The network will premiere the Kiefer Sutherland-starring drama series on Monday, January 7 at 8 PM and air all eight seasons of the Emmy-winning Fox drama in HD Monday through Thursdays. The television movie 24: Redemption will air in advance of Season 7, DirecTV said. It’s the latest move for the satellite provider’s Audience Network, which is now in production on its first original series Rogue starring Thandie Newton, and rescued NBC’s Friday Night Lights and FX’s Damages. It also has been rumored to be among the networks interested in reviving AMC’s The Killing, which was cancelled in September. A production of 20th Century Fox Television and Imagine Television, 24 was created by Joel Surnow and Robert Cochran and premiered on Fox in 2001.
Gannett offers no details, except that it has “reached an agreement” that will enable DirecTV to continue retransmitting signals from its 23 television stations. Gannett had warned viewers that a “signal disruption” was possible if the companies remained …
Listen to Episode 10 of our audio podcast Deadline Big Media With David Lieberman. This week, Deadline Executive Editor Lieberman and host David Bloom discuss how Quarter 3 earnings season turned out; whether DirecTV and Dish Network should merge; Cinemark’s smartphone app Cinemode to encourage people not to use their smartphone during movies; and growing uncertainty over Google plans to renew funding deals with more than 100 original-content channels on YouTube.
UPDATE, 1:55 PM: Lakers fans in LA can officially rejoice (unless you have Dish Network, that is): DirecTV will launch Time Warner Cable SportsNet and Time Warner Cable Deportes today for all Southern California customers, it said in a just-issued release (see it below the original story). Time Warner Cable SportsNet will be available for on channel 691 throughout Southern California (Los Angeles, San Diego, Bakersfield and parts of Fresno) as well as Santa Barbara and Ventura counties, Las Vegas and Hawaii. Time Warner Cable Deportes will be available on channel 458.
PREVIOUS: 11:52 AM: We’re hearing an official announcement is coming soon that will say the satellite provider has agreed to a deal to carry the LA Lakers’ new broadcast home on Time Warner Cable SportsNet and its Spanish-language sibling Time Warner Cable Deportes. The companies have been in negotiations, but DirecTV like others had been balking at a reported $3.95-per-sub-per-month asking price for the new regional sports networks. The Lakers’ 20-year deal with the TWC properties kicked off on Halloween, but DirecTV customers haven’t seen them play yet. If a deal was reached, it means Dish Network is the only holdout among Southern California providers. Stay tuned.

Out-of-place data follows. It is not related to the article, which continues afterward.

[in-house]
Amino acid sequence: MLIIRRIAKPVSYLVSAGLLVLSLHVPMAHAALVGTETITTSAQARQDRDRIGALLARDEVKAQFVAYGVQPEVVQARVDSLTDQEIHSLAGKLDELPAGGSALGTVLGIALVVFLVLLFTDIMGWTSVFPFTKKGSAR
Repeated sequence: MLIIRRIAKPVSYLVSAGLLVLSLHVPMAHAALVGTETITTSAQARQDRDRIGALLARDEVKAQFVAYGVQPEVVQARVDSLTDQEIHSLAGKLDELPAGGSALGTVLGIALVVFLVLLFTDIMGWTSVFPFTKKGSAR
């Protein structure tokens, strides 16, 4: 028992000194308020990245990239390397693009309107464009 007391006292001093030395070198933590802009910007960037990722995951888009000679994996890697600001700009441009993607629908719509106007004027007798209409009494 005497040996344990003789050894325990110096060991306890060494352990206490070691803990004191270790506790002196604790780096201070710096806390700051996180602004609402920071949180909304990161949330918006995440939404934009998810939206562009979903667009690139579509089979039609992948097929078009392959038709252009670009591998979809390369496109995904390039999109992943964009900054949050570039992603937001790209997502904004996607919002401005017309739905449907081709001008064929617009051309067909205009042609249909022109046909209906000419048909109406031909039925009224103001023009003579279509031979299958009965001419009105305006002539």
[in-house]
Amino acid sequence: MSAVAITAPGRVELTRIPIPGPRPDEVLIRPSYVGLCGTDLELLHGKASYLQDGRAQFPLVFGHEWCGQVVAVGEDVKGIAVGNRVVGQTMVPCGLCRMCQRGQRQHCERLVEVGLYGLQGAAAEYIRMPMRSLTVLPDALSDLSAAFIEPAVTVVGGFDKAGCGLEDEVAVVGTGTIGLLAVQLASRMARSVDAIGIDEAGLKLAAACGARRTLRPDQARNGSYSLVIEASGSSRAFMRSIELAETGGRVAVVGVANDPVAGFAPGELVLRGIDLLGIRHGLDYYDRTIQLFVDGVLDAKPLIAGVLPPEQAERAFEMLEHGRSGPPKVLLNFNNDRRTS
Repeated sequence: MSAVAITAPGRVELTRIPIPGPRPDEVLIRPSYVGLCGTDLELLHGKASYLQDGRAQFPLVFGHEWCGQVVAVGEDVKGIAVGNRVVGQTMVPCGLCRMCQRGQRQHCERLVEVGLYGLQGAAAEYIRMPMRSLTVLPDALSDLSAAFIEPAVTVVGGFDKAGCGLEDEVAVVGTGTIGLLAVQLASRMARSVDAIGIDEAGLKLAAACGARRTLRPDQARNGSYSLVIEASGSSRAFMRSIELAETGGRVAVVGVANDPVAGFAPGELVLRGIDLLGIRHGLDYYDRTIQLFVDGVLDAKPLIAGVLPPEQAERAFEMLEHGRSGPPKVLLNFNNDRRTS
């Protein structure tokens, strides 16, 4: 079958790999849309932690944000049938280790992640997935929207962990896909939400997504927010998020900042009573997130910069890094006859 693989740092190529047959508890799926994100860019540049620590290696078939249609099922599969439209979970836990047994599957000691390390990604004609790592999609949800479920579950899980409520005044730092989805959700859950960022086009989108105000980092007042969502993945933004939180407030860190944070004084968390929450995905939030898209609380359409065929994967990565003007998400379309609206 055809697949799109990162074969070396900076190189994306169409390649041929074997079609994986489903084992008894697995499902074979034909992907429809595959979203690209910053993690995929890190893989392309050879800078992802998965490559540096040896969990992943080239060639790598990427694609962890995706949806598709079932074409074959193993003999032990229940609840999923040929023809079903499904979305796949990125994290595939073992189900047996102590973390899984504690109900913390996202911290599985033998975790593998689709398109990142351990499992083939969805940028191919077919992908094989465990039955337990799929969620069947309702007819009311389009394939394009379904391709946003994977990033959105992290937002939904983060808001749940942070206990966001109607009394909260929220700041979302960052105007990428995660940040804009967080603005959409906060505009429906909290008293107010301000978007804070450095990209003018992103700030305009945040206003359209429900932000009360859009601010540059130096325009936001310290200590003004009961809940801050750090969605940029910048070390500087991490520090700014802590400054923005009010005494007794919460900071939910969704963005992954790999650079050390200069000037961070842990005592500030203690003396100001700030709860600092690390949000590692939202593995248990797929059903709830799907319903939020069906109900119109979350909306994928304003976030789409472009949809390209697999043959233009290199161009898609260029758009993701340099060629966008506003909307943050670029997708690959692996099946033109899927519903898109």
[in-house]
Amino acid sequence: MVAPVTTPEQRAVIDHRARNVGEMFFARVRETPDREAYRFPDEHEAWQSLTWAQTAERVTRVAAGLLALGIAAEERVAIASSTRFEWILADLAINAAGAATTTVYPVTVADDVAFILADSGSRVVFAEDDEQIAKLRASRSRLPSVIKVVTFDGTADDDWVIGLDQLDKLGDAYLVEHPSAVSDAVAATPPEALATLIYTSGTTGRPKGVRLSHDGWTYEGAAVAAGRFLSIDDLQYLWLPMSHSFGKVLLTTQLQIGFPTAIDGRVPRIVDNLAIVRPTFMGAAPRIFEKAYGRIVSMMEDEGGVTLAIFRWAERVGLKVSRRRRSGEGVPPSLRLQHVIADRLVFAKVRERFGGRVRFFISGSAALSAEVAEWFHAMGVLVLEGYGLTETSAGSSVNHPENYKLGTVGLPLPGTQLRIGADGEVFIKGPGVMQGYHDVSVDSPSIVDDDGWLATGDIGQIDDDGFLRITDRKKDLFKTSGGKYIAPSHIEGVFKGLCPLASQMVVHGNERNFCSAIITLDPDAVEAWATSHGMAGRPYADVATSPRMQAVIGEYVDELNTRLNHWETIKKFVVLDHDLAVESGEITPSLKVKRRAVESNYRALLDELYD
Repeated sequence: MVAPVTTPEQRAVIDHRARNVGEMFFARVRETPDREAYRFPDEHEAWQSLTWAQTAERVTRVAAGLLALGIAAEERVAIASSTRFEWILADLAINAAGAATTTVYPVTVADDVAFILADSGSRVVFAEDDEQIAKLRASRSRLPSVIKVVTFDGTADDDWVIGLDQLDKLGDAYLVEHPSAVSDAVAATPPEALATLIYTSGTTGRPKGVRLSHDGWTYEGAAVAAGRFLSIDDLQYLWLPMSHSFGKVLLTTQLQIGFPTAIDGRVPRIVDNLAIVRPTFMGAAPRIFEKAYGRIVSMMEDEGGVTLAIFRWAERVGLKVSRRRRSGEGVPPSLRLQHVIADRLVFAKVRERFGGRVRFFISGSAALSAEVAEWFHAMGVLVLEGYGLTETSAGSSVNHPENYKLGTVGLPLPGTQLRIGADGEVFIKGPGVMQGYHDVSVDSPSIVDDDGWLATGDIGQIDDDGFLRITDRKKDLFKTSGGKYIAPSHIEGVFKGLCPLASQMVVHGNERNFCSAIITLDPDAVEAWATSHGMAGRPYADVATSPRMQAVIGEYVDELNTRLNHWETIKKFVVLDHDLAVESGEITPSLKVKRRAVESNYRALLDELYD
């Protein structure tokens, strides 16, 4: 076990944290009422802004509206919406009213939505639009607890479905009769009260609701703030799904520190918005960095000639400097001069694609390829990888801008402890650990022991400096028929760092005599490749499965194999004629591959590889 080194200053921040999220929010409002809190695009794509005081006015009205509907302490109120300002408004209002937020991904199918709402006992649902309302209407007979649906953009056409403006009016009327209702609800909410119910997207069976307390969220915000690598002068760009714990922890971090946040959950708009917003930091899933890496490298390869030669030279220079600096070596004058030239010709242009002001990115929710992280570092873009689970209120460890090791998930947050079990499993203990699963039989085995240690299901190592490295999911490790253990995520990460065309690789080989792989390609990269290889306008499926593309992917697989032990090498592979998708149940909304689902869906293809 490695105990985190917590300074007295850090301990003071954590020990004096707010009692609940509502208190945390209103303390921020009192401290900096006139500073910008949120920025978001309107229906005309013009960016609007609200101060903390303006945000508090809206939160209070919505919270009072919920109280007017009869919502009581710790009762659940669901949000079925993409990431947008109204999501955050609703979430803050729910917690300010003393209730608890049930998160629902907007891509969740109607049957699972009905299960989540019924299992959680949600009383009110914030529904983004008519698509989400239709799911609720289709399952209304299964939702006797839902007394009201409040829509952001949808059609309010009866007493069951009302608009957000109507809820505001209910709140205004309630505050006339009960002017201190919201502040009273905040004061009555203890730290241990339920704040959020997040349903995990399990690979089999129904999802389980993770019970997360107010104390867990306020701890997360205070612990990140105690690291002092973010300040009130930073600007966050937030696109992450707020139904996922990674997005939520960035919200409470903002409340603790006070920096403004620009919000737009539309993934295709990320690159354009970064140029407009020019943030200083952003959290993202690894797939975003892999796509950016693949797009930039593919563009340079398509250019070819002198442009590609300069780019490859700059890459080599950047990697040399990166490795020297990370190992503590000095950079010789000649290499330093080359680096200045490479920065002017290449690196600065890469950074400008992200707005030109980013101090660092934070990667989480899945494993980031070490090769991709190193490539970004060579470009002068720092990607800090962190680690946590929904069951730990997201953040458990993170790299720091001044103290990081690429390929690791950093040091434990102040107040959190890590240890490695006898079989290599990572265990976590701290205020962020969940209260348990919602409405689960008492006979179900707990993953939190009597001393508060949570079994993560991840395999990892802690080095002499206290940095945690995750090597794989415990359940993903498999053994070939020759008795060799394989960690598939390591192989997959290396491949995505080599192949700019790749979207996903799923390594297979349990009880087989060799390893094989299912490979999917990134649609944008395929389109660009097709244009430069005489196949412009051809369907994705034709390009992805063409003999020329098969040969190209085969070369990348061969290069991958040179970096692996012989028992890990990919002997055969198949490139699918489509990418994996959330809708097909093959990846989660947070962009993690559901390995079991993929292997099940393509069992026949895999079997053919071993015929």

That long-debated question on Wall Street took on new urgency today after Bernstein Research’s Craig Moffett bet that the companies will make a deal, and that it will be approved by the FCC and antitrust officials. This morning he raised his target stock price for each company by $9 (to $72 for DirecTV and $37 for Dish) “to reflect the increased probability of a merger.” Why now? Dish seems to have leverage over the FCC, which wants to promote competition in broadband and telephony more than it wants to block media mergers. Charlie Ergen’s company has been amassing wireless spectrum that “offers the prospect of either a fixed wireless broadband network to compete with cable, or, alternatively, a new competitor for mobile wireless to compete with Verizon and AT&T,” Moffett says. “Either would be a tremendous regulatory (and political) win” for the government. By year-end regulators likely will help their cause, and Ergen’s, by giving Dish permission to use its spectrum for terrestrial services. But the approval will include a timetable requiring Dish to deploy its services quickly. That gives Ergen the opportunity to tell regulators that he’ll proceed — but only if they enable Dish to combine with DirecTV, Cost savings and other benefits could amount to $3.5B a year, which Moffett says is “a staggering sum.”